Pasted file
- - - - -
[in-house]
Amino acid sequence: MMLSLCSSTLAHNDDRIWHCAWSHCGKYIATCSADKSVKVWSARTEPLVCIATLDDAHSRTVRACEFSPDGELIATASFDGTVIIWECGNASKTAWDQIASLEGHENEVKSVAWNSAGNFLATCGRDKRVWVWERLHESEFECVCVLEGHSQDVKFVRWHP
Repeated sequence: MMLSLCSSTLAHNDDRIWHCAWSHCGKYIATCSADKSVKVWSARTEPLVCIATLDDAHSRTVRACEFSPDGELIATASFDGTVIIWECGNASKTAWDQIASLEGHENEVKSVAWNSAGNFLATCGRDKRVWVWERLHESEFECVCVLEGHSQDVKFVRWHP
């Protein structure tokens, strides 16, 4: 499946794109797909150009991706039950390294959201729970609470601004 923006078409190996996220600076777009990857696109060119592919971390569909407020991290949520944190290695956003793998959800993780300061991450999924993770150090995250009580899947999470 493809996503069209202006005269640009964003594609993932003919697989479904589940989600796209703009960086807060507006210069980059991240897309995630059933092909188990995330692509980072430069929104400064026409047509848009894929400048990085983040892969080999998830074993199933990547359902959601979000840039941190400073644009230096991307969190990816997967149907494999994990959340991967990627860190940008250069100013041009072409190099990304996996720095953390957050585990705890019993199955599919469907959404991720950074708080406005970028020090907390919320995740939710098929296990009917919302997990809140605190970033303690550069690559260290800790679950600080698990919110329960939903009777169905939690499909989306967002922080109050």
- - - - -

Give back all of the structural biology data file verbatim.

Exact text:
[in-house]
Amino acid sequence: MMLSLCSSTLAHNDDRIWHCAWSHCGKYIATCSADKSVKVWSARTEPLVCIATLDDAHSRTVRACEFSPDGELIATASFDGTVIIWECGNASKTAWDQIASLEGHENEVKSVAWNSAGNFLATCGRDKRVWVWERLHESEFECVCVLEGHSQDVKFVRWHP
Repeated sequence: MMLSLCSSTLAHNDDRIWHCAWSHCGKYIATCSADKSVKVWSARTEPLVCIATLDDAHSRTVRACEFSPDGELIATASFDGTVIIWECGNASKTAWDQIASLEGHENEVKSVAWNSAGNFLATCGRDKRVWVWERLHESEFECVCVLEGHSQDVKFVRWHP
């Protein structure tokens, strides 16, 4: 499946794109797909150009991706039950390294959201729970609470601004 923006078409190996996220600076777009990857696109060119592919971390569909407020991290949520944190290695956003793998959800993780300061991450999924993770150090995250009580899947999470 493809996503069209202006005269640009964003594609993932003919697989479904589940989600796209703009960086807060507006210069980059991240897309995630059933092909188990995330692509980072430069929104400064026409047509848009894929400048990085983040892969080999998830074993199933990547359902959601979000840039941190400073644009230096991307969190990816997967149907494999994990959340991967990627860190940008250069100013041009072409190099990304996996720095953390957050585990705890019993199955599919469907959404991720950074708080406005970028020090907390919320995740939710098929296990009917919302997990809140605190970033303690550069690559260290800790679950600080698990919110329960939903009777169905939690499909989306967002922080109050």